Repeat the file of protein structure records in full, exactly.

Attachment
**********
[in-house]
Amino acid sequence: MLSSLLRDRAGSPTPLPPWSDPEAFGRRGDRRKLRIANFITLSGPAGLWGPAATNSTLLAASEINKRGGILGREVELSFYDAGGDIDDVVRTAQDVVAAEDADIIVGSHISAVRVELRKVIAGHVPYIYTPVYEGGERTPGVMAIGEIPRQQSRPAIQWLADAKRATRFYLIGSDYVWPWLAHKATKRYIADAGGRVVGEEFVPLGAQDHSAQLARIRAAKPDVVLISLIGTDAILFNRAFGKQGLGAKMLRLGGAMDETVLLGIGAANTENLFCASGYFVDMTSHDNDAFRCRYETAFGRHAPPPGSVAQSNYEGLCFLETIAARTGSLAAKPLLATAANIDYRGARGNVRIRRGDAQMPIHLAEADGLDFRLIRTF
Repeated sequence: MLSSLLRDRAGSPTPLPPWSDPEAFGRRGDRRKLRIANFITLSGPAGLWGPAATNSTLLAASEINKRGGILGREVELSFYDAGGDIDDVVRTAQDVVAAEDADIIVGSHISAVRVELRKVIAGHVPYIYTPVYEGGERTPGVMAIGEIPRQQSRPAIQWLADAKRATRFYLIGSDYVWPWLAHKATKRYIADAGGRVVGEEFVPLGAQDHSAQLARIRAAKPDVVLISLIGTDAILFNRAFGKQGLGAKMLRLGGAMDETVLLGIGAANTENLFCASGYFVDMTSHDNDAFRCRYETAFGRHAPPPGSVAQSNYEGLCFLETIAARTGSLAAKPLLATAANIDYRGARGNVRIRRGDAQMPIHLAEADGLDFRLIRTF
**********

[in-house]
Amino acid sequence: MLSSLLRDRAGSPTPLPPWSDPEAFGRRGDRRKLRIANFITLSGPAGLWGPAATNSTLLAASEINKRGGILGREVELSFYDAGGDIDDVVRTAQDVVAAEDADIIVGSHISAVRVELRKVIAGHVPYIYTPVYEGGERTPGVMAIGEIPRQQSRPAIQWLADAKRATRFYLIGSDYVWPWLAHKATKRYIADAGGRVVGEEFVPLGAQDHSAQLARIRAAKPDVVLISLIGTDAILFNRAFGKQGLGAKMLRLGGAMDETVLLGIGAANTENLFCASGYFVDMTSHDNDAFRCRYETAFGRHAPPPGSVAQSNYEGLCFLETIAARTGSLAAKPLLATAANIDYRGARGNVRIRRGDAQMPIHLAEADGLDFRLIRTF
Repeated sequence: MLSSLLRDRAGSPTPLPPWSDPEAFGRRGDRRKLRIANFITLSGPAGLWGPAATNSTLLAASEINKRGGILGREVELSFYDAGGDIDDVVRTAQDVVAAEDADIIVGSHISAVRVELRKVIAGHVPYIYTPVYEGGERTPGVMAIGEIPRQQSRPAIQWLADAKRATRFYLIGSDYVWPWLAHKATKRYIADAGGRVVGEEFVPLGAQDHSAQLARIRAAKPDVVLISLIGTDAILFNRAFGKQGLGAKMLRLGGAMDETVLLGIGAANTENLFCASGYFVDMTSHDNDAFRCRYETAFGRHAPPPGSVAQSNYEGLCFLETIAARTGSLAAKPLLATAANIDYRGARGNVRIRRGDAQMPIHLAEADGLDFRLIRTF